By Harold Jordan
There is an emerging national debate about school policing. It is not about whether school police should be armed but about how best to improve school environments and ensure student success while minimizing unnecessary student arrests. Emerging best practices aim to reduce police involvement in routine disciplinary school matters, ensure fairness in disciplinary processes, and increase the ratio of counselors and student support services to cops.
Sadly, while many communities explore how to improve school climates by building trusting relationships between adults and students, Pittsburgh debates the arming of school police.
A recent Pittsburgh Post-Gazette editorial and a resolution adopted by the Pittsburgh Federation of Teachers’ executive board both put forth troubling arguments that are at odds with what we know about school policing.
The most immediate impact of arming school police would be felt by students, as school-based police spend the bulk of their time interacting with students in nonemergency situations. Having officers patrol the hallways with firearms sends a negative message to students. It makes many students feel that they are being treated like suspects. It can have an intimidating presence and can contribute to negative attitudes about police, in general.
There is no evidence that arming school officers increases overall safety or improves relationships within school communities. Having an armed officer stationed in schools has neither prevented nor stopped “active shooter” incidents. It did not at Columbine High School nor has it elsewhere. Thankfully, these tragic situations are still rare in schools.
How school-based police interact with students and the tools they carry and sometimes use have been the source of controversies. Incidents involving the use of even less lethal police tools, such as Tasers and pepper spray, have resulted in complaints, lawsuits, and injuries to students. These have been on the rise in recent years.
Pittsburgh is far from alone in not having armed officers in schools. The largest school district in the state, Philadelphia, does not permit its school police to carry firearms. Instead, the School District of Philadelphia, its police department, and the city police department have focused on instituting policies and programs designed to reduce unnecessary student arrests, which have been cut in half in recent years. And, so far, there has been no major uptick in violence in those schools.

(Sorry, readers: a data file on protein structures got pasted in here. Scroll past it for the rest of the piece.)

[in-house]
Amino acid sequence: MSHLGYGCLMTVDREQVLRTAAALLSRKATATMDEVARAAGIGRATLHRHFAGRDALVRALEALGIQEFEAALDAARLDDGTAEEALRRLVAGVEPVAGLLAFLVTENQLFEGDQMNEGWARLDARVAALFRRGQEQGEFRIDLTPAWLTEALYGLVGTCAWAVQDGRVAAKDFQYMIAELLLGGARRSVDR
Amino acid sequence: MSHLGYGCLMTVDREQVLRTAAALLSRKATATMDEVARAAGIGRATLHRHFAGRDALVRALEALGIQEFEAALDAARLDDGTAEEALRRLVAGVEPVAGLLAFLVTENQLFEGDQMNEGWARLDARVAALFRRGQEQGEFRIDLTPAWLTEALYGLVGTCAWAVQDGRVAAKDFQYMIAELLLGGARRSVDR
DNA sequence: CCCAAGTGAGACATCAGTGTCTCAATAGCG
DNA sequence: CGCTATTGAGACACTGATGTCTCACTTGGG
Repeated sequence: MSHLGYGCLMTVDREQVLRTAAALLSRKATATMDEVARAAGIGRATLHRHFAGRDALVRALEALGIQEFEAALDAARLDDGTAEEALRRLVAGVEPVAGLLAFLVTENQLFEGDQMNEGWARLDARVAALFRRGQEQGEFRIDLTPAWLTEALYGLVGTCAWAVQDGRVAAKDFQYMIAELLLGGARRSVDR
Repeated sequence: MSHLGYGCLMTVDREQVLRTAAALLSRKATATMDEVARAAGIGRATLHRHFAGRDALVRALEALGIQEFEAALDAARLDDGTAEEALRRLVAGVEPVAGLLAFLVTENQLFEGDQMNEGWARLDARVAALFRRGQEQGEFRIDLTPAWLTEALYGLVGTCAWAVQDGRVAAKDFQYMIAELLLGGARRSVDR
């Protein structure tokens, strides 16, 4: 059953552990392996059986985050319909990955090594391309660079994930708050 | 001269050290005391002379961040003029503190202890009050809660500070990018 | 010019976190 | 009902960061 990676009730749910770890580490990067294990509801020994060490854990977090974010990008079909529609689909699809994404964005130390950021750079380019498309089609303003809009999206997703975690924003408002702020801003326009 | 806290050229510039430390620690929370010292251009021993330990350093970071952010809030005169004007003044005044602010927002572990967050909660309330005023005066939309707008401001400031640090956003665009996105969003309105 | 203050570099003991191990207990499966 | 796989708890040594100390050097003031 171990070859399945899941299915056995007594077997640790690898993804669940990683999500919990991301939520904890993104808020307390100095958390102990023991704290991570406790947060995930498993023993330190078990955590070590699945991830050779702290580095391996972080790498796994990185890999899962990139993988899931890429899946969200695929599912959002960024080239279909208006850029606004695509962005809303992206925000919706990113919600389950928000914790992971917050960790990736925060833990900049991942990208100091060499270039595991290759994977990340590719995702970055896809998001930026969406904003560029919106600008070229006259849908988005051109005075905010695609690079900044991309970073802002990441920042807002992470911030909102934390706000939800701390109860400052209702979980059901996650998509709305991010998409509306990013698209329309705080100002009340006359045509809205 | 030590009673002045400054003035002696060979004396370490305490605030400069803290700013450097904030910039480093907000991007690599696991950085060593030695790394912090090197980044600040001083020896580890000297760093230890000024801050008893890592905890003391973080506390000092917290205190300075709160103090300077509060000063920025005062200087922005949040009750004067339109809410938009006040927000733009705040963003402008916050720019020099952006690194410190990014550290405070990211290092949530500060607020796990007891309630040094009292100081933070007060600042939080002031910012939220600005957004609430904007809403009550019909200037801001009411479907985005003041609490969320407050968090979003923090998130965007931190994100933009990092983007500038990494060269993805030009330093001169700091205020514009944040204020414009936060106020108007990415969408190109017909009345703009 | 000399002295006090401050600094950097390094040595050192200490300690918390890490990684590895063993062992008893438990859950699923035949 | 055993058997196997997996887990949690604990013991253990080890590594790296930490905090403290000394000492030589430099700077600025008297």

Unarmed school staff does not mean that schools are defenseless in emergency situations. School districts have arrangements, formal or informal, with local law enforcement in which outside assistance is provided when needed in emergencies, such as when there is a bomb threat or serious injury.
Especially troubling is the editorial’s argument that school police should be armed because police in surrounding communities are.
Places of learning are not security zones or criminal justice institutions, and they should not be staffed that way.
The national conversation about school policing has begun to focus on what kind of staffing is appropriate for schools. In 2016, the U.S. Department of Education released data showing that 1.6 million public school students attend schools with full-time police officers but no counselors. Recent studies have found that the number of police exceeds the number of counselors in many districts.
Forward-thinking districts are reconsidering the kinds of support staff that work in schools, not whether they should be armed.
Harold Jordan is with the ACLU of Pennsylvannia